/kam"euh zahrd', kam'euh zahrd"/; Fr. /kann mee zannrdd"/, n.
any French Protestant, living in the region of the Cévennes Mountains, who carried on a revolt against Louis XIV in the early part of the 18th century.
[1695-1705; < F, equiv. to camis- ( < Pr camisa shirt; see CHEMISE) + -ard -ARD]

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▪ French Protestant militants
      any of the Protestant militants of the Bas-Languedoc and Cévennes regions of southern France who, in the early 18th century, organized an armed insurrection in opposition to Louis XIV's persecution of Protestantism. Camisards were so called probably because of the white shirts (Languedocian camisa, French chemise) that they wore to recognize one another in night fighting.

      Having ended religious toleration by revoking the Edict of Nantes in 1685, Louis sought to impose Roman Catholicism on all his subjects. Thousands of Protestants emigrated; those who remained were subjected to severe repression. In the first years of the 18th century, a wave of religious enthusiasm swept the strongly Protestant Cévennes. Prophets predicted the end of persecution, and many felt the time had come to destroy the Catholics. The murder (July 1702) of the Abbé du Chayla, who was considered a harsh Catholic persecutor, marked the start of the rebellion. The program of the Camisards was to sack and burn churches and drive off or even kill priests. The movement's offensives were conducted by popular leaders: Jean Cavalier was a baker's apprentice; Pierre Laporte, called Rolland, a sheep gelder. The Camisards fought successfully, even to the point of holding royal armies in check. Their tactics of ambush and night attacks, their knowledge of the mountains in which they operated, and the support of the local populace all were factors in their favour.

      In response the government adopted a policy of extermination: hundreds of villages were burned and their populations massacred. In 1704 negotiations failed because the government was willing to grant amnesty but not religious toleration for the Protestants. These terms were rejected by most of the Camisards, and the war continued. By 1705, with many of the Camisard leaders captured and executed, the revolt lost its force. Sporadic fighting continued until 1710, and the royal government's attempts to stamp out Protestantism in the area continued throughout the first half of the 18th century.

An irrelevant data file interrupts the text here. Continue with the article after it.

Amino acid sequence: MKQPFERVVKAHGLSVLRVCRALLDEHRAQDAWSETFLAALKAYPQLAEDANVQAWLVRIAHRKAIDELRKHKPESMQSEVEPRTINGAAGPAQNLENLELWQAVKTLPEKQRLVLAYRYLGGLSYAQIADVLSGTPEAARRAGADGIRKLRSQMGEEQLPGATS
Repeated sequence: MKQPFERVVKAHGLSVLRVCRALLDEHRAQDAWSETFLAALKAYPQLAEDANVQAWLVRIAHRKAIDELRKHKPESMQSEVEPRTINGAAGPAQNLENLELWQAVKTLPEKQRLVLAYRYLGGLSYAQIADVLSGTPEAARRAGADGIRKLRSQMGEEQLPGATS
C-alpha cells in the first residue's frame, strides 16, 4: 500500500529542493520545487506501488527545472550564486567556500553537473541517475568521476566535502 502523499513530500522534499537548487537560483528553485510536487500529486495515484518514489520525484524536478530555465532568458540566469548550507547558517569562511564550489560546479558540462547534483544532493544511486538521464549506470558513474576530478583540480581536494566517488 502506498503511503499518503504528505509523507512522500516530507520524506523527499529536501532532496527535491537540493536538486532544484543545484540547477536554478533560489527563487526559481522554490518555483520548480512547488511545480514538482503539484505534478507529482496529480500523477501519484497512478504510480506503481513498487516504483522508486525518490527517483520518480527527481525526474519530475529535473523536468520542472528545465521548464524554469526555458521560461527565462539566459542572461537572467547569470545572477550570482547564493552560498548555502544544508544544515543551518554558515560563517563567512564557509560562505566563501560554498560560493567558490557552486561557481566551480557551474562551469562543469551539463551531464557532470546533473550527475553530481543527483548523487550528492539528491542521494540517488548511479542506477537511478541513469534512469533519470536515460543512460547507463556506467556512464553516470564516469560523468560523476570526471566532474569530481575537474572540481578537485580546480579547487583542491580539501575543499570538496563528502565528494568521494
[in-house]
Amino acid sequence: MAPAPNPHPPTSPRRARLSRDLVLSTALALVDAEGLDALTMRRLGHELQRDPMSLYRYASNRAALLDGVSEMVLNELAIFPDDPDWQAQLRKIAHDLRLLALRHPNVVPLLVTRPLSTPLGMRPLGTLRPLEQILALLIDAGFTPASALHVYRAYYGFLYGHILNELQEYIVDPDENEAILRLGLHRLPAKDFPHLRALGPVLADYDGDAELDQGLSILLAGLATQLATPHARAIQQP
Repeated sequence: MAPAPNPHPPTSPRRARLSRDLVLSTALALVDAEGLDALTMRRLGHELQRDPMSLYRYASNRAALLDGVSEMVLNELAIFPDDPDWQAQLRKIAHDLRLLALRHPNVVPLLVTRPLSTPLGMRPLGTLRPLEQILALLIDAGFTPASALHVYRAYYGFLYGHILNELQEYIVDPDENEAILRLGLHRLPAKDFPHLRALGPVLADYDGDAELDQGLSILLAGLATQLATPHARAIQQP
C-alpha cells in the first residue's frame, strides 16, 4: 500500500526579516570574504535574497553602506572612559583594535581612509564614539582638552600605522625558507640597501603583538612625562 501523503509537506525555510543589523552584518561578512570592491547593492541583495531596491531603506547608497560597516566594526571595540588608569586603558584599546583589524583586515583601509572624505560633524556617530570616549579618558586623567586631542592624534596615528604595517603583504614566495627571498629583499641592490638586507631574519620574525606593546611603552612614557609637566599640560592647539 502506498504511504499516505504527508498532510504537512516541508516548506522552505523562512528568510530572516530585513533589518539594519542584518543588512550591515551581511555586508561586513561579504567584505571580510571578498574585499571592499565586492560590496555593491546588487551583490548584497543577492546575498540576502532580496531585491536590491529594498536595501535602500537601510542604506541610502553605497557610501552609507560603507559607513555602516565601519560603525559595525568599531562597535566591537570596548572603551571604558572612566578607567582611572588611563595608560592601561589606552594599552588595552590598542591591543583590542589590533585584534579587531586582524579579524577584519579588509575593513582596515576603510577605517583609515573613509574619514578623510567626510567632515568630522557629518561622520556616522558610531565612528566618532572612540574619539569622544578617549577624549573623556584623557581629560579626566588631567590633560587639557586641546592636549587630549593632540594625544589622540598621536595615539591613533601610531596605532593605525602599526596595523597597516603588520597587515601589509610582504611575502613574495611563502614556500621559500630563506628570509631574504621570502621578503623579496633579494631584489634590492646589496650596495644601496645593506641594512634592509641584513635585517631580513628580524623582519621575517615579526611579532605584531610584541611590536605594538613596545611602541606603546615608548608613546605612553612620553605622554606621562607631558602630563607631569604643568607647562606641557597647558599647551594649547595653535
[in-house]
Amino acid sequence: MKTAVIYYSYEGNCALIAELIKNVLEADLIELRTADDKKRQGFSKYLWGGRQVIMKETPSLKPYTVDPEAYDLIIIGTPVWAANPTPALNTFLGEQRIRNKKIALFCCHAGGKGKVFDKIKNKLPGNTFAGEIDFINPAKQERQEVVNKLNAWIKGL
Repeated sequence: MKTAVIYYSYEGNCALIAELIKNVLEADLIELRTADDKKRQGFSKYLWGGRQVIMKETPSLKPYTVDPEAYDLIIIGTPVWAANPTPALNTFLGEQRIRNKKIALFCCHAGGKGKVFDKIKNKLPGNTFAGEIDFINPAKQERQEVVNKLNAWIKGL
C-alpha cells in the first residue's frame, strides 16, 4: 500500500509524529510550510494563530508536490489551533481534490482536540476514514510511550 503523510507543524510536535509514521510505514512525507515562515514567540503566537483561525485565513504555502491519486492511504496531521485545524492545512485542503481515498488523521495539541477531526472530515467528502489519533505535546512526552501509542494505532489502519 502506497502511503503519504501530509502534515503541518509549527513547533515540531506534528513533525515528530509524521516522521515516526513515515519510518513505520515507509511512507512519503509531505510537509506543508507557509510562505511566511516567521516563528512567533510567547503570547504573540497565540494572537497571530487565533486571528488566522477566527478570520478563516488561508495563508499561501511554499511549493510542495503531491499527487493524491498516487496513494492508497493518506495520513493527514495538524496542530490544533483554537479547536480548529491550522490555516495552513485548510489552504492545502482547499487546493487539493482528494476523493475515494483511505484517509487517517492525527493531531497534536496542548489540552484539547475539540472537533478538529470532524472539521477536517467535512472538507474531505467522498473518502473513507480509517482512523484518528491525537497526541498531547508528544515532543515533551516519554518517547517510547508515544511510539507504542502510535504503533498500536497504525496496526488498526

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Universalium. 2010.

Look at other dictionaries:

  • camisard — [ kamizar ] n. m. • 1688; de l occitan camiso « chemise » ♦ Hist. Calviniste cévenol insurgé, durant les persécutions qui suivirent la révocation de l Édit de Nantes. Les camisards doivent leur nom à la chemise blanche qu ils portaient par dessus …   Encyclopédie Universelle

  • Camisard — Les Camisards étaient des protestants français (Huguenots) de la région des Cévennes, en France, qui ont mené une insurrection contre les persécutions qui ont suivi l Édit de Fontainebleau en 1685. La Guerre des Cévennes éclate en 1702, avec les… …   Wikipédia en Français

  • Camisard — Cam i*sard, n. [F.] One of the French Protestant insurgents who rebelled against Louis XIV, after the revocation of the edict of Nates; so called from the peasant s smock (camise) which they wore. [1913 Webster] …   The Collaborative International Dictionary of English

  • camisard — CAMISARD. sub. mas. Nom qu on donnoit à certains Fanatiques des Cévennes …   Dictionnaire de l'Académie Française 1798

  • Camisard — Jean Cavalier, jefe camisard, en un óleo de Pierre Antoine Labouchère (1864). Los Camisards fueron Protestantes (Hugonotes) franceses de la región aislada y accidentada de Cevenas del centrosur de Francia, que levantaron una insurrección contra… …   Wikipedia Español

  • Camisard — Camisards were French Protestants (Huguenots) of the rugged and isolated Cevennes region of south central France, who raised an insurrection against the persecutions which followed the revocation of the Edict of Nantes in 1685. The revolt by the… …   Wikipedia

  • CAMISARD — s. m. Nom qui fut donné aux calvinistes des Cévennes, pendant leur révolte sous Louis XIV …   Dictionnaire de l'Academie Francaise, 7eme edition (1835)

  • camisard — (ka mi zar ; le d ne se lie pas ; au pluriel l s ne se lie pas : les ka mi zar insurgés ; d autres la lient : les ka mi zar z insurgés) s. m. Nom donné aux calvinistes insurgés des Cévennes, pendant la persécution qui suivit la révocation de l… …   Dictionnaire de la Langue Française d'Émile Littré

  • Camisard — n. French Protestant rebel who who rebelled against Louis the fourteenth in the early 18th century …   English contemporary dictionary

  • Camisard — [ kamɪsα:, ˌkamɪ sα:] noun a member of the French Protestant insurgents who rebelled against the persecution that followed the revocation of the Edict of Nantes. Origin Fr., from Provençal camisa, from late L. camisia shirt , because of the… …   English new terms dictionary

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